This reluctance to move away from passwords isn’t because consumers don’t appreciate the convenience that biometrics brings to the checkout. 61% of consumers agreed that using biometrics is a much quicker and more efficient way of paying for goods or services, and 57% agreed that being able to verify a payment using biometric technology would make shopping on their smartphone more convenient than traditional desktop eCommerce. 65% agreed that automated payments would mean less time at the checkout which would make the shopping experience more enjoyable.
Adoption of biometric verification will accelerate as consumers become more familiar with the technology, but this research strongly suggests that consumers are not ready to put their trust in them entirely at this point.
Voice-activated technology: the future of eCommerce?
A second area where biometrics is beginning to influence online payments is voice-activated technology. 100 million users worldwide now have some form of voice-activated Smart Home technology such as Google Home or Amazon Alexa, meaning that consumers are adopting the hardware that will enable them to shop online, pay bills, and make person-to-person transactions using voice command alone.
Also now available in the market is Internet of Things (IoT) enabled technology such as smart televisions and fridges, which have the potential to push this trend even further. But with these technologies still new to consumers, and as password authentication is still very much the central pillar to financial data security for the majority of consumers, current appetite for these new methods of online commerce are debatable.
A distinction between ordering and shopping
A clear divide is present when it comes to making payments using voice-activated technology – consumers are in favour of repeated, low-value payments, but not high value, one-off purchases.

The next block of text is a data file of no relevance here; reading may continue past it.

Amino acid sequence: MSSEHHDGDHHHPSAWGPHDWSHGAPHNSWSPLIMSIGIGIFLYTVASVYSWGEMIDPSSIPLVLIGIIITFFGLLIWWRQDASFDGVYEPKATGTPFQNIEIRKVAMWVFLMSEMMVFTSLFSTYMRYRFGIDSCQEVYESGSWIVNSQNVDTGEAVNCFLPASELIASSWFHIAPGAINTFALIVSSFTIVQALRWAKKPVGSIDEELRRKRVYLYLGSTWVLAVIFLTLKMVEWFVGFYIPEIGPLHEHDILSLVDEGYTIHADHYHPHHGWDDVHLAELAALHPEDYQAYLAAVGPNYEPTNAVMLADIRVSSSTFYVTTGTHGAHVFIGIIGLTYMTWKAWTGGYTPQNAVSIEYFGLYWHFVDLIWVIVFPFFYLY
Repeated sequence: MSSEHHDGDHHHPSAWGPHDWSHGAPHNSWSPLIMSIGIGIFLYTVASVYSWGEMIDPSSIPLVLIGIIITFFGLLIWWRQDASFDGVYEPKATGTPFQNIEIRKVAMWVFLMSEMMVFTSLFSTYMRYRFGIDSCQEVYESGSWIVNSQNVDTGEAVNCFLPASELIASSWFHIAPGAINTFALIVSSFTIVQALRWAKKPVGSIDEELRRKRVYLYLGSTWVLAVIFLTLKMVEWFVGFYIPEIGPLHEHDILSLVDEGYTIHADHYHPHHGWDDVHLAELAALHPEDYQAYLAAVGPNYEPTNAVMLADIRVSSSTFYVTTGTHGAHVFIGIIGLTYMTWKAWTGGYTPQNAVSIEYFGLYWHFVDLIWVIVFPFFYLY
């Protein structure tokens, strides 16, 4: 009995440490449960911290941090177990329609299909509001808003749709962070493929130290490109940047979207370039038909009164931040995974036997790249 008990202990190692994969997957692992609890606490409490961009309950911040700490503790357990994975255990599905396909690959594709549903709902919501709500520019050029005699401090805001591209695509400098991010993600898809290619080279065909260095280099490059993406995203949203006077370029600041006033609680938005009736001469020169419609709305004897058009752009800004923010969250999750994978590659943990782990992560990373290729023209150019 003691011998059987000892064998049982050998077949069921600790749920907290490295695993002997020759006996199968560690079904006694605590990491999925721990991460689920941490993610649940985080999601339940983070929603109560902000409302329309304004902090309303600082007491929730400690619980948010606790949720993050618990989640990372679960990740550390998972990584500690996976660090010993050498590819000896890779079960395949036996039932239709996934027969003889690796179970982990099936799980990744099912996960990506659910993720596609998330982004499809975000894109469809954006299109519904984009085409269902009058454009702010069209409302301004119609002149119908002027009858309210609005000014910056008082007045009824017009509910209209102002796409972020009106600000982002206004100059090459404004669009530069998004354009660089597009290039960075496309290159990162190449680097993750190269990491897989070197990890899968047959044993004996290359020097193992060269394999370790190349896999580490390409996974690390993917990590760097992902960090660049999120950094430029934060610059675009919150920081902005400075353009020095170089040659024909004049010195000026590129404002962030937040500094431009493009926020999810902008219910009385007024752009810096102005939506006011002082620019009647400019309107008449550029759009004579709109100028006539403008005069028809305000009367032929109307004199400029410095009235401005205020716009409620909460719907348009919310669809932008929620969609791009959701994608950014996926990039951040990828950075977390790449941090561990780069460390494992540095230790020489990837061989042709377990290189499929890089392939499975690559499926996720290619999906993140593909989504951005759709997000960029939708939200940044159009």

A pattern emerged when consumers were asked about which types of goods or services they would be comfortable paying for using a voice-activated payments system. Consumers are more content with ordering or re-ordering familiar goods or services, but less prepared to make one-off payments that require comparing goods or suppliers.
One reason for this could be that where a ‘shopping experience’ is required to select the appropriate items using a separate device or a mobile app or browser, the convenience benefit of making the purchase using voice-activated technology is lost.
Another reason may be that consumers feel more secure making voice-activated purchases from trusted suppliers that they shop with regularly, but less confident making single purchases from less familiar suppliers.
The payments ecosystem is trending towards more frictionless payments generally, for both online and in-person transactions, but this research provides further indication that consumers will not compromise the security of their financial data to do so. As new fintechs and technology giants from outside of the traditional banking and payments sector begin to enter this space, this is the critical factor to bear in mind. Adoption of innovative technology is dependent on winning the argument over financial safety.
This research was conducted by Loudhouse, a London based research agency, in April 2019. For this report Paysafe surveyed 6,000 consumers from the UK, Canada, the US, Germany, Austria, and Bulgaria to assess current consumer attitudes to biometric payment authentication as a replacement to the passwords that they are familiar with.
Download the full report here: Lost in Transaction: The end of risk?
„Though Libra has met with fierce resistance from central banks and supervisory authorities and might never see the light of day, in many other cases tech firms (both start-ups and established big players) have successfully captured bits and pieces of universal banks’ traditional value chain. This trend may only intensify in the coming years. In this environment, European banks remain squeezed.”